St. Jude Community Center is expert at multi-tasking
The nonprofit St. Jude Community Center unveiled its first logo June 30, a black, gold and maroon emblem that indicates – in a glance – its ministries that feed the multitudes, care for the mental and physical needs of and house the poor and homeless and provide education.
“We’ve never really had a logo,” Marianite Sister Beth Mouch, center director, said. “It shows the main things we do. We take care of spiritual needs first, educate, feed and house people. We counsel when people need it and pray with them, if they want.”
Aptly named after the St. Jude Shrine at Our Lady of Guadalupe Church across the street that is run by the Oblate order that oversees the church and center, it cares for those seemingly labeled a hopeless cause by giving them hope, food, shelter and dignity.
The center initially cared for the elderly when it first opened in the 1970s, Sister Beth said. But when the elderly didn’t return after Hurricane Katrina, the center shifted its ministry to its current path of matching the needs of individuals living in the area. Breakfast and lunch are offered Monday through Friday – more than 900 people are served weekly – and lunch on Saturday.
Reaches out to homeless
The center also feeds and houses working homeless women and educates and counsels those who need it. It is also site for Second Harvest food distribution for 50 families in the zip code (81,000 pounds of food a year), has a St. Vincent de Paul office and partners with the Bishop Perry Center nearby.
Beyond helping those in need, St. Jude Community Center provides affordable lodging to volunteers who come to help rebuild New Orleans. Over the past 10 years, more than 2,000 volunteers have stayed here, Sister Beth said. Local organizations also offer services such as clients of ARC of Chalmette who set the table and pour drinks for lunch, and area churches who serve and donate food to the center.
While the ministry serves and respects people of all faiths, Sister Beth is pleased to announce that the center has had a few become Catholic.
“We’ve had converts from people who work here and use the church (Our Lady of Guadalupe) across the street,” Sister Beth said.
Logo means identity
Randal Tewksbury, executive producer at CS Productions, along with co-founder and producer Anton Zanki and New Orleans artist John Parra, were instrumental in the logo’s creation. A serendipitous meeting with a friend of Sister Beth’s led to the partnership.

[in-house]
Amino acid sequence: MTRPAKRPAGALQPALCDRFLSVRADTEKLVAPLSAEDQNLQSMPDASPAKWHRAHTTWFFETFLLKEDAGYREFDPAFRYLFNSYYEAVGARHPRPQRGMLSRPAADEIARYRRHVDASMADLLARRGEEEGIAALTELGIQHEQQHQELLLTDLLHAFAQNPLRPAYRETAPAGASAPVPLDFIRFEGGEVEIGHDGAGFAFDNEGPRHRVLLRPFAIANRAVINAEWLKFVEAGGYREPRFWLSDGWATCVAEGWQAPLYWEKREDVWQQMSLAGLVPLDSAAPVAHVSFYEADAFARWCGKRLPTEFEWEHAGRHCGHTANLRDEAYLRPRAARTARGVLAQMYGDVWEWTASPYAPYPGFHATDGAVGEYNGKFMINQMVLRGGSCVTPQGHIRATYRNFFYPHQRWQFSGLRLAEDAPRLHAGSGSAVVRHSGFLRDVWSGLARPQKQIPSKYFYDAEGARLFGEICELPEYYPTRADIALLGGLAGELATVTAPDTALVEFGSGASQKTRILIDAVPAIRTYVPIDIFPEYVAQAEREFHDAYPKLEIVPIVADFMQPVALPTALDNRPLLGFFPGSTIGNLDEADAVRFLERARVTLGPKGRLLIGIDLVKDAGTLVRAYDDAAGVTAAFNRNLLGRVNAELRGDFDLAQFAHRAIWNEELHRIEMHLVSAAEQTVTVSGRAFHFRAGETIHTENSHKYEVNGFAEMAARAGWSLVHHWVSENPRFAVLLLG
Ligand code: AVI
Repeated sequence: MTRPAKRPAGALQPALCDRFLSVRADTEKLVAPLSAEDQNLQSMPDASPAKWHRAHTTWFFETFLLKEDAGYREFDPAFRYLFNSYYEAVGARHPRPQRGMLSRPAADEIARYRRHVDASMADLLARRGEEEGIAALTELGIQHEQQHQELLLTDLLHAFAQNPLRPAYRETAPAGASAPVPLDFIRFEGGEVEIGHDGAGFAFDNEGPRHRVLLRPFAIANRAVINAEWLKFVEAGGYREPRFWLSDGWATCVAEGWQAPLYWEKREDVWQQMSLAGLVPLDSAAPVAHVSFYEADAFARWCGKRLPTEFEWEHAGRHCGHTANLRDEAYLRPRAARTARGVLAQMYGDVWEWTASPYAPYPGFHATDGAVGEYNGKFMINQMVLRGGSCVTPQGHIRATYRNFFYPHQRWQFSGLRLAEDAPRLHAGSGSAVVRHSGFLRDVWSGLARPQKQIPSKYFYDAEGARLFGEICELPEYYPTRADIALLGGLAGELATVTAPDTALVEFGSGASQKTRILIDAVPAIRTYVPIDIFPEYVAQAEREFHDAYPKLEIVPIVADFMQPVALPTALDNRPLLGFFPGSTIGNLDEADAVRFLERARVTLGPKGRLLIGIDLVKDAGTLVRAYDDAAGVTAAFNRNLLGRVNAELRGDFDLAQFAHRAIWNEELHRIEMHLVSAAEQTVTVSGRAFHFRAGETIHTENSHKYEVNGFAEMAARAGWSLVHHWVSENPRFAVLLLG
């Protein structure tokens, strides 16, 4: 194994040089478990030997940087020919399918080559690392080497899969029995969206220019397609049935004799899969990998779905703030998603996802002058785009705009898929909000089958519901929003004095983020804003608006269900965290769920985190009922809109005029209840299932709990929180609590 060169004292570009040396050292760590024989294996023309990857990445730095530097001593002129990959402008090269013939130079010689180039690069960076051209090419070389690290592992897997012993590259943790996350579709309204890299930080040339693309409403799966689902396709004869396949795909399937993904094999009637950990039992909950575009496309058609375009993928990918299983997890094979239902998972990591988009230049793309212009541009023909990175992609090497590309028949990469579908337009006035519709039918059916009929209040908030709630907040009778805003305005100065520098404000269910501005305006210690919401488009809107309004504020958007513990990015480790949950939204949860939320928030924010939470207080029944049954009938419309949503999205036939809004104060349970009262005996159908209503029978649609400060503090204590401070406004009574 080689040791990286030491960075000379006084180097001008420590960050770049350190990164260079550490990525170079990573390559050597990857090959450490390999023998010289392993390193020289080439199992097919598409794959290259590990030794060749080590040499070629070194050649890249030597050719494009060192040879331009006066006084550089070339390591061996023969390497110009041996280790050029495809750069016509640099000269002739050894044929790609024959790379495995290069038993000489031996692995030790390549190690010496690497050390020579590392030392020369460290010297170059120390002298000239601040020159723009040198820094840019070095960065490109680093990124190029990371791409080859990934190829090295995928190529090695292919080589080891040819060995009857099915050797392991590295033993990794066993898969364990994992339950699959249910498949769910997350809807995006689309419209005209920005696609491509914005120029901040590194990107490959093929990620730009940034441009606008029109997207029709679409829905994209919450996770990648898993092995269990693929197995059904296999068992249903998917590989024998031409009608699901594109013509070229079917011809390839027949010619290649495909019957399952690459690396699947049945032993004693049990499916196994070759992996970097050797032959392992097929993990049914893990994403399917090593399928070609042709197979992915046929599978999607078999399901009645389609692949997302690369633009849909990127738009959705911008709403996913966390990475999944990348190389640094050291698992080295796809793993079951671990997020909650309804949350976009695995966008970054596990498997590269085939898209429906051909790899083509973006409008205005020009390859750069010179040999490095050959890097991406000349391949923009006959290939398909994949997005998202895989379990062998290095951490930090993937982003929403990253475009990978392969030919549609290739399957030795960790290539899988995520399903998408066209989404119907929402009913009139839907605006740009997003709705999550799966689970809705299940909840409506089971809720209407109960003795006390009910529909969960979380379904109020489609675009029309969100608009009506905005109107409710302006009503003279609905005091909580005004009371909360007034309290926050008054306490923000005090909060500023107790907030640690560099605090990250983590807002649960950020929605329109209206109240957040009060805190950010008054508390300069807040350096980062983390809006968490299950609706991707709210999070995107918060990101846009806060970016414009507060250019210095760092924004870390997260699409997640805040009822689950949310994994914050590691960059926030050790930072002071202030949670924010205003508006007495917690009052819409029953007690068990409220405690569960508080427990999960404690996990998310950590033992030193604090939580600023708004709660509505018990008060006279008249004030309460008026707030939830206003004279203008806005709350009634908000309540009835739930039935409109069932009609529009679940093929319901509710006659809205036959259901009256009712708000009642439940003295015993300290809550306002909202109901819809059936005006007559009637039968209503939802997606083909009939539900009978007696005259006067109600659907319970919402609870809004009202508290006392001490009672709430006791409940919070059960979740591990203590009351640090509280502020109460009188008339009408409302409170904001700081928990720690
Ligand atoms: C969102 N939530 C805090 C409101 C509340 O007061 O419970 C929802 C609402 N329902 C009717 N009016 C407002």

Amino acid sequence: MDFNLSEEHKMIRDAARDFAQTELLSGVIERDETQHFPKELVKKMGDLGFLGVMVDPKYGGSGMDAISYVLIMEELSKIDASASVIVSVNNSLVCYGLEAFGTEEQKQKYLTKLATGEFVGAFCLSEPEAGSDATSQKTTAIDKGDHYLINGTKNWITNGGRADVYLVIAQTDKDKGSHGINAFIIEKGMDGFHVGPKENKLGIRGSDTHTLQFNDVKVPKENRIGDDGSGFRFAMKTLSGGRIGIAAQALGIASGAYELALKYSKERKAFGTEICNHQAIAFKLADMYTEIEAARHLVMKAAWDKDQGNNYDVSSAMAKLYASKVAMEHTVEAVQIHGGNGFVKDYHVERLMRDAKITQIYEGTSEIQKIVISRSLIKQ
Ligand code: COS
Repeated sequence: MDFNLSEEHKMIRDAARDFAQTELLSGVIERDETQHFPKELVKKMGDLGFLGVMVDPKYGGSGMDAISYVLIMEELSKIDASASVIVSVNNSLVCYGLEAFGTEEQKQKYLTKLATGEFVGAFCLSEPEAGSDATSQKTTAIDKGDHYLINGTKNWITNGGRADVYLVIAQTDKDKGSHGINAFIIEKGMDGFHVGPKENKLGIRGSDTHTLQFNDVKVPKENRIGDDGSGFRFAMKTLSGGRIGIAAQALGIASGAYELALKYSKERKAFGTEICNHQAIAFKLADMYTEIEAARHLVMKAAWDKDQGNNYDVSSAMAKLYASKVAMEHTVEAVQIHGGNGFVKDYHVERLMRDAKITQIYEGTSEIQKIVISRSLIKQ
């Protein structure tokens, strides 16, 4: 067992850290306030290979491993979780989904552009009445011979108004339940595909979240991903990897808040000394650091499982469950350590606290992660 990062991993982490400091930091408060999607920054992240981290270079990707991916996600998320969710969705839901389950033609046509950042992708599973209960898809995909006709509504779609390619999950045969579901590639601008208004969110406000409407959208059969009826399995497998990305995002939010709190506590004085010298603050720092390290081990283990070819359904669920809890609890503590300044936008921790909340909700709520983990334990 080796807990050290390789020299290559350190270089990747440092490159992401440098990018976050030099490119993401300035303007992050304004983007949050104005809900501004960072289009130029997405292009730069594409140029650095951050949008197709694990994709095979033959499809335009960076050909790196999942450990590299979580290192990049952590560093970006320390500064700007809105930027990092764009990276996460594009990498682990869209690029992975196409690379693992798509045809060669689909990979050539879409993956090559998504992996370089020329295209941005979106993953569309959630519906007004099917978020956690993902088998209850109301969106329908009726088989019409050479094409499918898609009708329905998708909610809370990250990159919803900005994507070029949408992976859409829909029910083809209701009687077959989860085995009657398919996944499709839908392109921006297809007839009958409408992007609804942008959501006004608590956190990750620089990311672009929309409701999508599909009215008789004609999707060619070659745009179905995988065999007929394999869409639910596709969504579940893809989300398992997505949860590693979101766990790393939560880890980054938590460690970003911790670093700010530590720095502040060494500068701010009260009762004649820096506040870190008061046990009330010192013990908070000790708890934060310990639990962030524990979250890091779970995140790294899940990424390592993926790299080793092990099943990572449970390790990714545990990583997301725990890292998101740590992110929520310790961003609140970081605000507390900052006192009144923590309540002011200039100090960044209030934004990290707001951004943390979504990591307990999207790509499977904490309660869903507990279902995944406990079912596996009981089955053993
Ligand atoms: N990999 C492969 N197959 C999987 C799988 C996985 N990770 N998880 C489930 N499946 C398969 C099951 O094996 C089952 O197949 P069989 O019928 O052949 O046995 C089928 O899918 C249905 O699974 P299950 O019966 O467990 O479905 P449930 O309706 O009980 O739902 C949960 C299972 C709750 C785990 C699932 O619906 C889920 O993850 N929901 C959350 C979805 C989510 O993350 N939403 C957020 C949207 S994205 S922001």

“Our organization has been interested in unique ways to give back to the community,” Tewksbury said. Their company has worked with other Catholic entities including the Ursuline Convent Museum on its “Praying for a Miracle” exhibit and Our Lady of Holy Cross College.
Establishing a logo matched this aspiration.
Parra, who spent 40 hours creating the circular seal that measures 3 feet by 3 feet, said his idea was to incorporate all that St. Jude Community Center does. He prominently featured a cross in the middle of the seal as the central theme of faith.
“I wanted to put them all under one umbrella,” he said. “For shelter, I used the housing icon. For food, I used a fork and knife. I used the medical symbol representing mental and emotional help, and the book representing education.”
He told Sister Beth that he was humbled to contribute his talents to promote a ministry that means so much to many people.
“I am just happy there are people like you that are around,” he told her.
The multi-layered seal made from Ultraboard will be placed in the entrance area of the center, near a portrait of deceased Oblate Father Peter Rogers, a former pastor at Our Lady of Guadalupe who wholeheartedly supported the center.
Sister Beth and board members are grateful for the new logo.
"It says it all,” said Barbara Holdsworth, a board member and GED program volunteer who attended the unveiling. “What are our basic needs – shelter, food and spiritual grounding to make it through our hardships and to lift us up as we give thanks.”
The fifth annual Jude Sounds of New Orleans will be held July 18, 7 p.m., at Mahalia Jackson Theater. Tickets: $40 general admission, judesoundsofnew orleans.org.
Christine Bordelon can be reached at cbordelon@clarion herald.org.